On 1 January 2021, the Financial Conduct Authority (FCA) confirmed a permanent ban on marketing mini-bonds to everyday investors.
This followed widespread criticism of the FCA’s handling of London Capital & Finance (LCF). The minibond provider went bankrupt in February 2019, owing £237m to 11,600 investors. It has since been revealed that at least £136m of investors’ money was given to companies and individuals associated with LCF’s directors.
Earlier today (6 January 2021), the governor of the Bank of England – former FCA head Andrew Bailey – appeared in front of the Commons Treasury committee to discuss the most recent Financial Stability Report.
The Times has reported that Bailey is expected to be called back to Parliament in the coming weeks, this time to answer questions about the regulation of LCF.
So how – and when – did the mini-bond crisis get so bad? We’ve put together a timeline of events…
April 2014 – LCF becomes regulated by the FCA
The regulator authorises LCF to operate in the UK market.
January 2019 – The FCA freezes LCF’s accounts
After uncovering a series of suspicious transactions, and amid concerns around the marketing of LCF’s so-called ‘fixed rate ISAs’, the regulator froze the company’s bank accounts and launched an investigation.
February 2019 – LCF goes bankrupt.
Just weeks after the FCA opened its investigation, LCF placed itself into administration.
March 2019 – The FCA discusses LCF in a board meeting
According to minutes of the 28 March 2019 meeting, FCA board members were “not able…to conclude that the conditions for a regulatory failure investigation in respect of a serious failure in the regulatory system or in the operation of that system had been met.”
September 2019 – FCA warns consumers about “high-risk baskets”
Charles Randell, chair of the FCA, warned that investors should not put all their eggs in “one high-risk basket” – using mini-bonds and P2P lending platforms to highlight his remarks. This led to an outcry from the P2P community, with industry stakeholders insisting that the risk profile of P2P lending was very different from the risks associated with illiquid securities.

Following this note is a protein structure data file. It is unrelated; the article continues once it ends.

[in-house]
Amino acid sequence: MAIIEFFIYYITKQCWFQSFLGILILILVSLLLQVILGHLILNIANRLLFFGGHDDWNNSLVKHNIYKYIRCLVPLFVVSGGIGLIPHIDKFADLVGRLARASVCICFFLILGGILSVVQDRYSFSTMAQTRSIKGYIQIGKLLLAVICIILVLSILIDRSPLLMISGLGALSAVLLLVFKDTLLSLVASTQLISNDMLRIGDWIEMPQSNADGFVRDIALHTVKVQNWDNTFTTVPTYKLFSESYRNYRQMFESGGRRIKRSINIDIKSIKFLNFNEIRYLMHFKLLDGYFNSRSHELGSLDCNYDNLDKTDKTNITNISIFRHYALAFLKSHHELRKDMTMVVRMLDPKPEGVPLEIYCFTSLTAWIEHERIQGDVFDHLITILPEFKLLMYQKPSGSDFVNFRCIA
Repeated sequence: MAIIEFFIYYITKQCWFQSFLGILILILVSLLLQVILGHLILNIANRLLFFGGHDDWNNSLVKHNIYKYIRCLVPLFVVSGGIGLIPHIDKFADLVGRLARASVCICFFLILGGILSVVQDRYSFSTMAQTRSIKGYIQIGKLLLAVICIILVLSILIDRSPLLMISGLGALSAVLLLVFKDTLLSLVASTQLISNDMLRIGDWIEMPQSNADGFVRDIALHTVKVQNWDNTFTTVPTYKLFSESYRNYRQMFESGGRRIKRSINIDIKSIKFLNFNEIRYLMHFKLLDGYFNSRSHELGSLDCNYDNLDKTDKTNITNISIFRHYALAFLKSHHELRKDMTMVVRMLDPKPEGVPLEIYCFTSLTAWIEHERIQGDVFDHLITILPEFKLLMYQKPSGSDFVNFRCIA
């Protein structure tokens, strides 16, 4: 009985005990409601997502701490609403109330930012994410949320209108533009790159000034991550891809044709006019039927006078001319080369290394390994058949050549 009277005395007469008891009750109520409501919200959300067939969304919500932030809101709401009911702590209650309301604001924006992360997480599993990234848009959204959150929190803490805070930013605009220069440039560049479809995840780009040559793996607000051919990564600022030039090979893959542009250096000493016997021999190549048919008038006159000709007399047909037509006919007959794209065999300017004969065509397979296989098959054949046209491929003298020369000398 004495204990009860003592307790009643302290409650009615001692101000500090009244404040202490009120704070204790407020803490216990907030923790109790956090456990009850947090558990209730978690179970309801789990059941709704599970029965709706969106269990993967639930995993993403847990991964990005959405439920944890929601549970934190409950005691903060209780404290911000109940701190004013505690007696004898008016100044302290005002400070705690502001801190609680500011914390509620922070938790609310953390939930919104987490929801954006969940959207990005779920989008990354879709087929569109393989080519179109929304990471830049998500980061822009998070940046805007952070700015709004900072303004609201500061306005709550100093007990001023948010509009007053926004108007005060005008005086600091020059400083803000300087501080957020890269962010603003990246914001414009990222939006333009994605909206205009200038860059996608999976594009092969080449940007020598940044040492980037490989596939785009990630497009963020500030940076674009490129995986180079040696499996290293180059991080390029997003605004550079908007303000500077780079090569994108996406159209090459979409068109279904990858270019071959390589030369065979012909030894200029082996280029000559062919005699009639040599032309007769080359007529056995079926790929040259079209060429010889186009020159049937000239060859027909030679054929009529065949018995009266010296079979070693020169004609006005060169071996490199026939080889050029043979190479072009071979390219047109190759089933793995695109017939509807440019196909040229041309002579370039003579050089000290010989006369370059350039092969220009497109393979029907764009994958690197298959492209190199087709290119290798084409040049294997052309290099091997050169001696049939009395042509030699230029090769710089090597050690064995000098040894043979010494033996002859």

In a public statement, the FCA said that the speculative debt securities offered through mini-bonds were not suitable for retail investors, and added that P2P investments may be a better fit for interest-seeking, risk-aware investors.
October 2020 – P2P sector warns about unregulated mini-bond providers
Almost one year after the marketing ban on mini-bonds was first introduced, P2P stakeholders spoke out to express their concerns over some mini-bond providers operating in the unregulated space where there is less protection for investors.
December 2020 – The FCA apologises for LCF
After an independent review found that the regulator did not effectively supervise and regulate the minibond provider, Charles Randell, chair of the FCA, said he was “profoundly sorry for the mistakes we have made”. The regulator has since set out a series of new measures designed to protect consumers from similar harm in the future.
December 2020 – The FCA outlines its ‘lessons learned’
The regulator released a nine-point plan to prevent a similar crisis happening again in the future. These lessons included enhanced fraud checks, better staff training, and the creation of a policy to deal with repeat offenders.
January 2021 – The temporary ban is made permanent
The next chapter in the mini-bond saga will likely feature the unusual sight of the governor of the Bank of England being held to account for the regulatory failings which allowed the LCF scandal to happen.
A number of P2P lending platforms have expressed their concerns that the regulator’s scorched-earth policy on speculative illiquid securities could simply force mini-bond providers into the unregulated space. Others are worried that the mini-bond controversies could stain the reputation of the entire alternative lending sector.
Whatever happens next, LCF will leave a legacy of distrust, resulting in tighter regulation for all alternative lenders – for better or for worse.